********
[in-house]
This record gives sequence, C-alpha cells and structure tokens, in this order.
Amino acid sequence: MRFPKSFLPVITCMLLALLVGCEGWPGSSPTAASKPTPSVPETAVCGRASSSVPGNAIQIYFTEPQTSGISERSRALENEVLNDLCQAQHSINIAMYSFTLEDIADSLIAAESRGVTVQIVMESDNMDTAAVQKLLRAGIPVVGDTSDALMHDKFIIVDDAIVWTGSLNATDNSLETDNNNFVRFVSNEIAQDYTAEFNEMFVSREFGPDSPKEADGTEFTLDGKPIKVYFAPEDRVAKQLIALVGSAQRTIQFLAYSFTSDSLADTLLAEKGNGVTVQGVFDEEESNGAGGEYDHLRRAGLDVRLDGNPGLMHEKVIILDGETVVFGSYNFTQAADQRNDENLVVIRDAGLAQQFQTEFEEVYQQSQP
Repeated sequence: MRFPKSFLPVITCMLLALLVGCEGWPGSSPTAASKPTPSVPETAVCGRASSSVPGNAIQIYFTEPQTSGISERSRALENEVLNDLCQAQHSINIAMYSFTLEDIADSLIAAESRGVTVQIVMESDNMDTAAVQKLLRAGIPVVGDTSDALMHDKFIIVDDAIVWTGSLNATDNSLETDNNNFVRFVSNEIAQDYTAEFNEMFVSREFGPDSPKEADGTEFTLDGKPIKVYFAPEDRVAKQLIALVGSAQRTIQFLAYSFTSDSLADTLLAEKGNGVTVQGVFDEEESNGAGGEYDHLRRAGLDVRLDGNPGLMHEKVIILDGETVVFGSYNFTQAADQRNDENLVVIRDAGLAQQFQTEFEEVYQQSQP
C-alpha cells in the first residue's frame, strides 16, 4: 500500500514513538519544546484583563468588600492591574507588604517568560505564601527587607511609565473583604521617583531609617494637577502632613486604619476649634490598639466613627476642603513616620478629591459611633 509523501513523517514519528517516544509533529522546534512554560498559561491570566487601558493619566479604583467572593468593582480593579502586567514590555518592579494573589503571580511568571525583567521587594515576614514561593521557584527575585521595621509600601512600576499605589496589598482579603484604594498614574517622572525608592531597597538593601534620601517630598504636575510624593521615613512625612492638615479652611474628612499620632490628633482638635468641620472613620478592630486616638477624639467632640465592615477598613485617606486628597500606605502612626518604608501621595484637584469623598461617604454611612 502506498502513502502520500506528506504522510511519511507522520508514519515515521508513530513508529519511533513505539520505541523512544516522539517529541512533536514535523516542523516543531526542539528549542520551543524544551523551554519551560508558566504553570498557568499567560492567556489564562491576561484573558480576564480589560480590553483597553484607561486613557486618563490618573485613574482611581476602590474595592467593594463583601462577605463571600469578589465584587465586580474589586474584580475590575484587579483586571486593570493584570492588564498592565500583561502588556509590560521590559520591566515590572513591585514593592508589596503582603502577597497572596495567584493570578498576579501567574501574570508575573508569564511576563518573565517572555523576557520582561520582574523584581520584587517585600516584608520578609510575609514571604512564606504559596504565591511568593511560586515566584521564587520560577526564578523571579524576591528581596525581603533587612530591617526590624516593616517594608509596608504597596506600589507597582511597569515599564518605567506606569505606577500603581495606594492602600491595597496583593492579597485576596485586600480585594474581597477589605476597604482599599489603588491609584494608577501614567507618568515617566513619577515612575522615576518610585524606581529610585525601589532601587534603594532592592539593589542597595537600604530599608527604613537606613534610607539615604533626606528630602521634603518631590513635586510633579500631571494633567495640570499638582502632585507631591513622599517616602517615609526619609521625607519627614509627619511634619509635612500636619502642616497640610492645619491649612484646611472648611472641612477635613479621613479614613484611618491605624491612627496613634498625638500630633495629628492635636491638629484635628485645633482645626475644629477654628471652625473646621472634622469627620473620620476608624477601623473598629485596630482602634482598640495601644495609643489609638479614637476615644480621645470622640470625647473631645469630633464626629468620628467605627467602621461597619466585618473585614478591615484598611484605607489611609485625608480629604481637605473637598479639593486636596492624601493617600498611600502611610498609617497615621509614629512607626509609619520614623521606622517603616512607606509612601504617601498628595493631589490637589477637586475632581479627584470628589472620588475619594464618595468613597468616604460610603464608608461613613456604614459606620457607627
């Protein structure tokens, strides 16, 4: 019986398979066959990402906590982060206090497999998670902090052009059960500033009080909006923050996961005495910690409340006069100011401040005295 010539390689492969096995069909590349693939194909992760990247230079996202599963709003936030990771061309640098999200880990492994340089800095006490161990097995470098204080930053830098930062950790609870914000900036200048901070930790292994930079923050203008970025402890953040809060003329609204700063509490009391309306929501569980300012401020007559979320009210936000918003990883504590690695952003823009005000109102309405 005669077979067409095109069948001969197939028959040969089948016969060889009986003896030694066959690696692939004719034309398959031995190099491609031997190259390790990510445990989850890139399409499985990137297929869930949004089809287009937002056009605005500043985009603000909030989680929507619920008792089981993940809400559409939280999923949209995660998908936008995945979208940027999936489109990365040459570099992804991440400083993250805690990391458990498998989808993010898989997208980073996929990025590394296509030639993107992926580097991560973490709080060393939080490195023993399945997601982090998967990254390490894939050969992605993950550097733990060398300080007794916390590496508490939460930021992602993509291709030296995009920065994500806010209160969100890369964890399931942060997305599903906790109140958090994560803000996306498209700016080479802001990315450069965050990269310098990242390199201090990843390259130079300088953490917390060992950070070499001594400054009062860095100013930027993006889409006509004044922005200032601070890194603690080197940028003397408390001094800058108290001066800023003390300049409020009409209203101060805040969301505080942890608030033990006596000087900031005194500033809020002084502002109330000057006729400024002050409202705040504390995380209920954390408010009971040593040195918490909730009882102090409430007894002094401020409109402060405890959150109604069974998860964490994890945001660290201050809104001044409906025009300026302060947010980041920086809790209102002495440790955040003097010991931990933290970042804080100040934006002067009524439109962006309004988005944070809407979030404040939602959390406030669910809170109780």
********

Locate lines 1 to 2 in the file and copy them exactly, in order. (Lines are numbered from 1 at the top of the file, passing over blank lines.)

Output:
[in-house]
This record gives sequence, C-alpha cells and structure tokens, in this order.